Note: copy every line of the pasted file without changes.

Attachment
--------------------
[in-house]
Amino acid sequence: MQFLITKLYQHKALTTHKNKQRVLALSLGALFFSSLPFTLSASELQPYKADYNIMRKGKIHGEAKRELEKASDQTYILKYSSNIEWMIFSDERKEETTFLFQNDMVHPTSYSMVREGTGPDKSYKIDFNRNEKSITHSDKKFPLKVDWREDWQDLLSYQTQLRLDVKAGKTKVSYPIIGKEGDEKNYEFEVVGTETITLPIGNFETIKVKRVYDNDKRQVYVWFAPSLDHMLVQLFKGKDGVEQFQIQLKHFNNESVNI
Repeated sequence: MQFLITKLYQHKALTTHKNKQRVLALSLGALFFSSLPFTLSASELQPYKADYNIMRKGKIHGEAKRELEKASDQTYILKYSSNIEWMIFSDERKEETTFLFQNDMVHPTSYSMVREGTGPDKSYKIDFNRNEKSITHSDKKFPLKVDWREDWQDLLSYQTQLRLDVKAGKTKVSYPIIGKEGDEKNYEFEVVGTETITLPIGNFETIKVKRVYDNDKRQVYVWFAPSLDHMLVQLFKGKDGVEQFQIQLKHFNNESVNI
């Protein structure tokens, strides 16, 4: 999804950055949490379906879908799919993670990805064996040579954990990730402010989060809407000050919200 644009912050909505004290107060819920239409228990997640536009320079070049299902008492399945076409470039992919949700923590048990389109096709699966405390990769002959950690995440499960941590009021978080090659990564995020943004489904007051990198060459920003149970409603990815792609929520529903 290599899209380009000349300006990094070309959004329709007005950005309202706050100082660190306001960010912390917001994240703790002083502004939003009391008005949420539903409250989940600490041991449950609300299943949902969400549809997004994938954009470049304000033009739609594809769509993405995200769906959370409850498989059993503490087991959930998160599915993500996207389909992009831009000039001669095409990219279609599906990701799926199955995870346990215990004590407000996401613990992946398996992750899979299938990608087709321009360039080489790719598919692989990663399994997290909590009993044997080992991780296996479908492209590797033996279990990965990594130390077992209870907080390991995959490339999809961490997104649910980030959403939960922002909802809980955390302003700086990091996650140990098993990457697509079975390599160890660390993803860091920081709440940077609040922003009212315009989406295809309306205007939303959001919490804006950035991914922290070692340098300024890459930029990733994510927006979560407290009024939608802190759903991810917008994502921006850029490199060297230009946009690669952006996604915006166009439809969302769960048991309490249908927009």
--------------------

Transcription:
[in-house]
Amino acid sequence: MQFLITKLYQHKALTTHKNKQRVLALSLGALFFSSLPFTLSASELQPYKADYNIMRKGKIHGEAKRELEKASDQTYILKYSSNIEWMIFSDERKEETTFLFQNDMVHPTSYSMVREGTGPDKSYKIDFNRNEKSITHSDKKFPLKVDWREDWQDLLSYQTQLRLDVKAGKTKVSYPIIGKEGDEKNYEFEVVGTETITLPIGNFETIKVKRVYDNDKRQVYVWFAPSLDHMLVQLFKGKDGVEQFQIQLKHFNNESVNI
Repeated sequence: MQFLITKLYQHKALTTHKNKQRVLALSLGALFFSSLPFTLSASELQPYKADYNIMRKGKIHGEAKRELEKASDQTYILKYSSNIEWMIFSDERKEETTFLFQNDMVHPTSYSMVREGTGPDKSYKIDFNRNEKSITHSDKKFPLKVDWREDWQDLLSYQTQLRLDVKAGKTKVSYPIIGKEGDEKNYEFEVVGTETITLPIGNFETIKVKRVYDNDKRQVYVWFAPSLDHMLVQLFKGKDGVEQFQIQLKHFNNESVNI
């Protein structure tokens, strides 16, 4: 999804950055949490379906879908799919993670990805064996040579954990990730402010989060809407000050919200 644009912050909505004290107060819920239409228990997640536009320079070049299902008492399945076409470039992919949700923590048990389109096709699966405390990769002959950690995440499960941590009021978080090659990564995020943004489904007051990198060459920003149970409603990815792609929520529903 290599899209380009000349300006990094070309959004329709007005950005309202706050100082660190306001960010912390917001994240703790002083502004939003009391008005949420539903409250989940600490041991449950609300299943949902969400549809997004994938954009470049304000033009739609594809769509993405995200769906959370409850498989059993503490087991959930998160599915993500996207389909992009831009000039001669095409990219279609599906990701799926199955995870346990215990004590407000996401613990992946398996992750899979299938990608087709321009360039080489790719598919692989990663399994997290909590009993044997080992991780296996479908492209590797033996279990990965990594130390077992209870907080390991995959490339999809961490997104649910980030959403939960922002909802809980955390302003700086990091996650140990098993990457697509079975390599160890660390993803860091920081709440940077609040922003009212315009989406295809309306205007939303959001919490804006950035991914922290070692340098300024890459930029990733994510927006979560407290009024939608802190759903991810917008994502921006850029490199060297230009946009690669952006996604915006166009439809969302769960048991309490249908927009």